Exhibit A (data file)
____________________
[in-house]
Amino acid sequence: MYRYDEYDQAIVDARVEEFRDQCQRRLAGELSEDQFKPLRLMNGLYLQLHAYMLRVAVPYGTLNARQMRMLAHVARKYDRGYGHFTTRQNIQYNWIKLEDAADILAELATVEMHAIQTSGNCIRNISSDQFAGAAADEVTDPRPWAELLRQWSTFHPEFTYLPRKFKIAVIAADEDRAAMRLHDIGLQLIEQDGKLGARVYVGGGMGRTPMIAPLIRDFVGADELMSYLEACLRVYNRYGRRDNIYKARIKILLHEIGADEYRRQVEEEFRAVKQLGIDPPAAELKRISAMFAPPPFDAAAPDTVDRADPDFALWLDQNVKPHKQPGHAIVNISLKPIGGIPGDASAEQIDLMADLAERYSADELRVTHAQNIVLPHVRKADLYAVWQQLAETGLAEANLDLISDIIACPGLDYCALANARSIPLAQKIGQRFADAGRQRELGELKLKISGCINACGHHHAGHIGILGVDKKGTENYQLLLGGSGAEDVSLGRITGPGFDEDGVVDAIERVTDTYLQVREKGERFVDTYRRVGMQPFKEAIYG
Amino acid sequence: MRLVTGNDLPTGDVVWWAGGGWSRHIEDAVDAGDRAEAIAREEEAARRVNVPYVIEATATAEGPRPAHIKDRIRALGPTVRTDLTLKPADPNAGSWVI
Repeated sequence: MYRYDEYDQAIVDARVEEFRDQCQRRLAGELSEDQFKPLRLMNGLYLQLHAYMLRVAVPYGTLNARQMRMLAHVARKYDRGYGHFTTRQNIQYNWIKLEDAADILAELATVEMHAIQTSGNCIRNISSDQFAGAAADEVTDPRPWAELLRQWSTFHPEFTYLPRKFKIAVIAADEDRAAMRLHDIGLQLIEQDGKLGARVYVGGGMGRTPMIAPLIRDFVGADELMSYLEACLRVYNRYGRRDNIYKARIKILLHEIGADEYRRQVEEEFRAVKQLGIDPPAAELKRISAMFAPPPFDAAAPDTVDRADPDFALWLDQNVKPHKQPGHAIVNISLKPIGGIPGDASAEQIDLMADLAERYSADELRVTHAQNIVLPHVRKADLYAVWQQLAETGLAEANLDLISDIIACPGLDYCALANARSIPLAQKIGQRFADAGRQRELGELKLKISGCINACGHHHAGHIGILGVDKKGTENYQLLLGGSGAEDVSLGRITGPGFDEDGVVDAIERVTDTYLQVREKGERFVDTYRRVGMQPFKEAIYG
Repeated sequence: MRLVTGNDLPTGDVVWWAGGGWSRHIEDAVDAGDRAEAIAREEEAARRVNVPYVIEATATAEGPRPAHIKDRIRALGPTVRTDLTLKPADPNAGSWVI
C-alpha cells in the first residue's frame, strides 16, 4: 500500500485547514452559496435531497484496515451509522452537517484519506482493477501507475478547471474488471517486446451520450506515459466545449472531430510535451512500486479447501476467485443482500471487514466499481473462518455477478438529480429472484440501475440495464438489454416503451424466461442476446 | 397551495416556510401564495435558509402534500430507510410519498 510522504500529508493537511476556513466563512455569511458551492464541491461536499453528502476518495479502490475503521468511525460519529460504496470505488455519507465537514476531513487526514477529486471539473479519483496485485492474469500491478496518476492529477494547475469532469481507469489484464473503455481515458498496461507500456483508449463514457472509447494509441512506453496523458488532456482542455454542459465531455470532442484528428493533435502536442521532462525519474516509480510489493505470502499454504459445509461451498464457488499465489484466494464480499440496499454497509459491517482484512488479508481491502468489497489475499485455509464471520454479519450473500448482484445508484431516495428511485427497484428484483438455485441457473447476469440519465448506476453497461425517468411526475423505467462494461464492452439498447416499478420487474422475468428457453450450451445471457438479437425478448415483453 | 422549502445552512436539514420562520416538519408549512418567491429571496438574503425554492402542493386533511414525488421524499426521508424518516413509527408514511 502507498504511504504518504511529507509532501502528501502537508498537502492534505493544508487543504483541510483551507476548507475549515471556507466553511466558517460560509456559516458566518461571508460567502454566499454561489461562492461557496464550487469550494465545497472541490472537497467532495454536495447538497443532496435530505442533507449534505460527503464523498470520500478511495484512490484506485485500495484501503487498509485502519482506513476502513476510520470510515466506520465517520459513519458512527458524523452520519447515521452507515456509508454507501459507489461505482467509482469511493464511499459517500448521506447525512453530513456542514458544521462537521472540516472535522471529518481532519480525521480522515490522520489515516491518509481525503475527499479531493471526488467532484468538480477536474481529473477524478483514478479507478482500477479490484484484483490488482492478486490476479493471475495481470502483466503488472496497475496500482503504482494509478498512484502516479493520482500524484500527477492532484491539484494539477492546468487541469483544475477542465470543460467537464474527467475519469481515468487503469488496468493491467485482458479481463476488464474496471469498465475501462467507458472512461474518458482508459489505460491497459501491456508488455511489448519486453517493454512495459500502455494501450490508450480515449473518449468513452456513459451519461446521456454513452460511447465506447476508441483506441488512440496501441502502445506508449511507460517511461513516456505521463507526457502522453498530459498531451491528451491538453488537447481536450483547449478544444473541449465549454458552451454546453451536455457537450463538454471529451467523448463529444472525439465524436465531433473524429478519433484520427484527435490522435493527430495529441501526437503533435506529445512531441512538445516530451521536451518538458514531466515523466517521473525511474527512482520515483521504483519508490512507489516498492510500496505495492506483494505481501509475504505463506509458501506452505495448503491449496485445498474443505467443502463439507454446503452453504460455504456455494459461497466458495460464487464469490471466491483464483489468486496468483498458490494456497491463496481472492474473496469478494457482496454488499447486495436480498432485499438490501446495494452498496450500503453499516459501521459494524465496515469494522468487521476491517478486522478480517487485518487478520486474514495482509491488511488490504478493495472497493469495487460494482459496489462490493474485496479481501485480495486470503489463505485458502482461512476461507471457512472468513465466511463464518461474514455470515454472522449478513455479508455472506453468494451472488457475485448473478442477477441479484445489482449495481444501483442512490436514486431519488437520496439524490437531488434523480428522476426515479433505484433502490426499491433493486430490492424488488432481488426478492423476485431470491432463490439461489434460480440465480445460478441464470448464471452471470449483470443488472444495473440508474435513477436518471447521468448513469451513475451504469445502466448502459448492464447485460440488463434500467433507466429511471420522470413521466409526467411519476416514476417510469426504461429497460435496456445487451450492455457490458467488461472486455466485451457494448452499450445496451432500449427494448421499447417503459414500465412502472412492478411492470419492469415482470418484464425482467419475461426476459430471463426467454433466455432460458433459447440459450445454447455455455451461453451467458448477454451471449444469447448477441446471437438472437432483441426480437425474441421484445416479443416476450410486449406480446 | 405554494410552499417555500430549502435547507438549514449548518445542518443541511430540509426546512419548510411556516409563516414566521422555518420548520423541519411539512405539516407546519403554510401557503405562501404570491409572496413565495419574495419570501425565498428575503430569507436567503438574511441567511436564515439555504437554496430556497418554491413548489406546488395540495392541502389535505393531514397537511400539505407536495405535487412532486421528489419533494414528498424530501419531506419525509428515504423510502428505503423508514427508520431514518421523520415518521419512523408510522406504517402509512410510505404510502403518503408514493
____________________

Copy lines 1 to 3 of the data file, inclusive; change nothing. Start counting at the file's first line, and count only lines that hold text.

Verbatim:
[in-house]
Amino acid sequence: MYRYDEYDQAIVDARVEEFRDQCQRRLAGELSEDQFKPLRLMNGLYLQLHAYMLRVAVPYGTLNARQMRMLAHVARKYDRGYGHFTTRQNIQYNWIKLEDAADILAELATVEMHAIQTSGNCIRNISSDQFAGAAADEVTDPRPWAELLRQWSTFHPEFTYLPRKFKIAVIAADEDRAAMRLHDIGLQLIEQDGKLGARVYVGGGMGRTPMIAPLIRDFVGADELMSYLEACLRVYNRYGRRDNIYKARIKILLHEIGADEYRRQVEEEFRAVKQLGIDPPAAELKRISAMFAPPPFDAAAPDTVDRADPDFALWLDQNVKPHKQPGHAIVNISLKPIGGIPGDASAEQIDLMADLAERYSADELRVTHAQNIVLPHVRKADLYAVWQQLAETGLAEANLDLISDIIACPGLDYCALANARSIPLAQKIGQRFADAGRQRELGELKLKISGCINACGHHHAGHIGILGVDKKGTENYQLLLGGSGAEDVSLGRITGPGFDEDGVVDAIERVTDTYLQVREKGERFVDTYRRVGMQPFKEAIYG
Amino acid sequence: MRLVTGNDLPTGDVVWWAGGGWSRHIEDAVDAGDRAEAIAREEEAARRVNVPYVIEATATAEGPRPAHIKDRIRALGPTVRTDLTLKPADPNAGSWVI